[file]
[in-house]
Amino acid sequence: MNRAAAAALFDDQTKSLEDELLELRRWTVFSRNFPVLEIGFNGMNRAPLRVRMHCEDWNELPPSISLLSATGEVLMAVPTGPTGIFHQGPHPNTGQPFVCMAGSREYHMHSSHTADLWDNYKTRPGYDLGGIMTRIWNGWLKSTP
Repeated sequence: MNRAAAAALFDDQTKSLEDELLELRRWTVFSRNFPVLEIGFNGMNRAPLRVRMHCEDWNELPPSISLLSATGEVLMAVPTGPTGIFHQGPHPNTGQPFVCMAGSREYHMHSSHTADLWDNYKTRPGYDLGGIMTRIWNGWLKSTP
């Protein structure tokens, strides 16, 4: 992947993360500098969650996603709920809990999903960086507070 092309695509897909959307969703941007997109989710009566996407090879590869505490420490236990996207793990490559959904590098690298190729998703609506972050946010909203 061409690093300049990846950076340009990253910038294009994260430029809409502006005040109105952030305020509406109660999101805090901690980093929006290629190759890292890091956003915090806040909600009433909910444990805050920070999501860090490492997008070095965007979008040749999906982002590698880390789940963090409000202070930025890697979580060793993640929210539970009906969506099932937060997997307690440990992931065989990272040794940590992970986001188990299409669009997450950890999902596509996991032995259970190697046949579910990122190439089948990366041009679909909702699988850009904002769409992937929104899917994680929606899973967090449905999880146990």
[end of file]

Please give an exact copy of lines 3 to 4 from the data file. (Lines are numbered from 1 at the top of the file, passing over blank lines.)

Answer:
Repeated sequence: MNRAAAAALFDDQTKSLEDELLELRRWTVFSRNFPVLEIGFNGMNRAPLRVRMHCEDWNELPPSISLLSATGEVLMAVPTGPTGIFHQGPHPNTGQPFVCMAGSREYHMHSSHTADLWDNYKTRPGYDLGGIMTRIWNGWLKSTP
């Protein structure tokens, strides 16, 4: 992947993360500098969650996603709920809990999903960086507070 092309695509897909959307969703941007997109989710009566996407090879590869505490420490236990996207793990490559959904590098690298190729998703609506972050946010909203 061409690093300049990846950076340009990253910038294009994260430029809409502006005040109105952030305020509406109660999101805090901690980093929006290629190759890292890091956003915090806040909600009433909910444990805050920070999501860090490492997008070095965007979008040749999906982002590698880390789940963090409000202070930025890697979580060793993640929210539970009906969506099932937060997997307690440990992931065989990272040794940590992970986001188990299409669009997450950890999902596509996991032995259970190697046949579910990122190439089948990366041009679909909702699988850009904002769409992937929104899917994680929606899973967090449905999880146990």